The Symphony opens with a three-note motive, presented softly by the low strings, which is the germ seed from which much of the thematic material of the movement grows. The horns sing the principal theme, which includes, in its third measure, the three-note motive. The sweet second theme is given in duet by the cellos and violas. The development begins with the horn’s main theme, but is mostly concerned with permutations of the three-note motive around which some stormy emotional sentences accumulate. The placid mood of the opening returns with the recapitulation, and remains largely undisturbed until the end of the movement. The second movement plumbs the deepest emotions in the Symphony. Many of its early listeners found it difficult to understand because they failed to perceive that, in constructing the four broad paragraphs that comprise the Second Symphony, Brahms deemed it necessary to balance the radiant first movement with music of thoughtfulness and introspection in the second. This movement actually covers a wide range of sentiments, shifting, as it does, between light and shade — major and minor. Its form is sonata-allegro, whose second theme is a gently syncopated strain intoned by the woodwinds above the cellos’ pizzicato notes. The following Allegretto is a delightful musical sleight-of-hand. The oboe presents a naive, folk-like tune in moderate triple meter as the movement’s principal theme. The strings take over the melody in the first Trio, but play it in an energetic duple-meter transformation. The return of the sedate original theme is again interrupted by another quick-tempo variation, this one a further development of motives from Trio I. A final traversal of the main theme closes this delectable movement. The finale bubbles with the rhythmic energy and high spirits of a Haydn symphony. The main theme starts with a unison gesture in the strings, but soon becomes harmonically active and spreads through the orchestra. The second theme is a broad, hymnal melody initiated by the strings. The development section, like that of many of Haydn’s finales, begins with a statement of the main theme in the tonic before branching into discussion of the movement’s motives. The recapitulation recalls the earlier themes, and leads with an inexorable drive through the triumphant coda (based on the hymnal melody) to the brazen glow of the final trombone chord.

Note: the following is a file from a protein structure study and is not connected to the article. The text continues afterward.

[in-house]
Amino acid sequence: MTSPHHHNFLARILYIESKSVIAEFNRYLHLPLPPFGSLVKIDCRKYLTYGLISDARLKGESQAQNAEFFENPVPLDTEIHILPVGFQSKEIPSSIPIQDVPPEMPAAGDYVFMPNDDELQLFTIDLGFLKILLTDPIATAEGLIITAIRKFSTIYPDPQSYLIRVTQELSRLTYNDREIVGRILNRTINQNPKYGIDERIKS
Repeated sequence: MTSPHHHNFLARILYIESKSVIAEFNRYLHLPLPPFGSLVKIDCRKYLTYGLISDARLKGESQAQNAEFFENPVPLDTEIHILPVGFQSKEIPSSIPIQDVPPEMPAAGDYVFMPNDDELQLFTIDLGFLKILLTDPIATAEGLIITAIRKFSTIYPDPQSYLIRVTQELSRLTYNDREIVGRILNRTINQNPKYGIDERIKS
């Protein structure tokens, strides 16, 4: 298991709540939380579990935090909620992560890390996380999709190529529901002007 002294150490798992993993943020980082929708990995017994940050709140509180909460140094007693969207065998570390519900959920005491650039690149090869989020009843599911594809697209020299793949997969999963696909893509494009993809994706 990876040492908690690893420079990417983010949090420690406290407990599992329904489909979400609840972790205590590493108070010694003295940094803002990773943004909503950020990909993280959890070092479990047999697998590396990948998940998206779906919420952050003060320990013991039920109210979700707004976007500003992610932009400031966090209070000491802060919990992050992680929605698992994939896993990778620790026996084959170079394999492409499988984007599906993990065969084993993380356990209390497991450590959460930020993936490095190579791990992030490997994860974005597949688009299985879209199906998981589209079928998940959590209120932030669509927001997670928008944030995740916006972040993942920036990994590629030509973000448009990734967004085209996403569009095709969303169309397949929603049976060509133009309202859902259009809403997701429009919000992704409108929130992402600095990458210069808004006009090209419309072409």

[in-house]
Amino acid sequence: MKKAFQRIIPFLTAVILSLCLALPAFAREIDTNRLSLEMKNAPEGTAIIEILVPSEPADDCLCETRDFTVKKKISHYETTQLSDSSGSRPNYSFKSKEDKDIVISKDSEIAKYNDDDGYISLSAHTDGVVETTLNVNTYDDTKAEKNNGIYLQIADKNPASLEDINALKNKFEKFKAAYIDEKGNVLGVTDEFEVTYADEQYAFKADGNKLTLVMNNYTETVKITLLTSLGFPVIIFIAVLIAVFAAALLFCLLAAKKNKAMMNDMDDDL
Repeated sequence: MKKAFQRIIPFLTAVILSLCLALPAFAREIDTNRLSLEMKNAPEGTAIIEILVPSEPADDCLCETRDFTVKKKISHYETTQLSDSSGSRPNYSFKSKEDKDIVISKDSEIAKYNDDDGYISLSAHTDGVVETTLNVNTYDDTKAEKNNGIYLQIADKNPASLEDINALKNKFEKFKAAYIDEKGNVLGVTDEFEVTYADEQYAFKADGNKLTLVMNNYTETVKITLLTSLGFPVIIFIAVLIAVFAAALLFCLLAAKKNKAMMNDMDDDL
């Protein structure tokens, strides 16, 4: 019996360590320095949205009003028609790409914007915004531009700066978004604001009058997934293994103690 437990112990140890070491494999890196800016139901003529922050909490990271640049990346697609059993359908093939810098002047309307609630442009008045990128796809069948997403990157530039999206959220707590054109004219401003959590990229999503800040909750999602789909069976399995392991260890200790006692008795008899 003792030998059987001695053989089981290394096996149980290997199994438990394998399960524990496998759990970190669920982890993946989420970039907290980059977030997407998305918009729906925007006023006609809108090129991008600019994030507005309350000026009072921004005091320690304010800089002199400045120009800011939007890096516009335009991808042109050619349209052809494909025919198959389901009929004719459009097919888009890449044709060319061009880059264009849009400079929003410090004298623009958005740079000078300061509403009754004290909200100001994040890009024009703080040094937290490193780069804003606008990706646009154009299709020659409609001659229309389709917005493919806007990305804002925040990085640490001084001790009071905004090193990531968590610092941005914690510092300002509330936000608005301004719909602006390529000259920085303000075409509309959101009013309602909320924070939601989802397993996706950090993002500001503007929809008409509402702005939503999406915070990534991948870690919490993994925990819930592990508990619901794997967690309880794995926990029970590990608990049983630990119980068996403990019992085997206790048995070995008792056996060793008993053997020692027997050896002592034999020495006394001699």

March 2016 Program Notes  

Santa Barbara Symphony March 12-13, 2016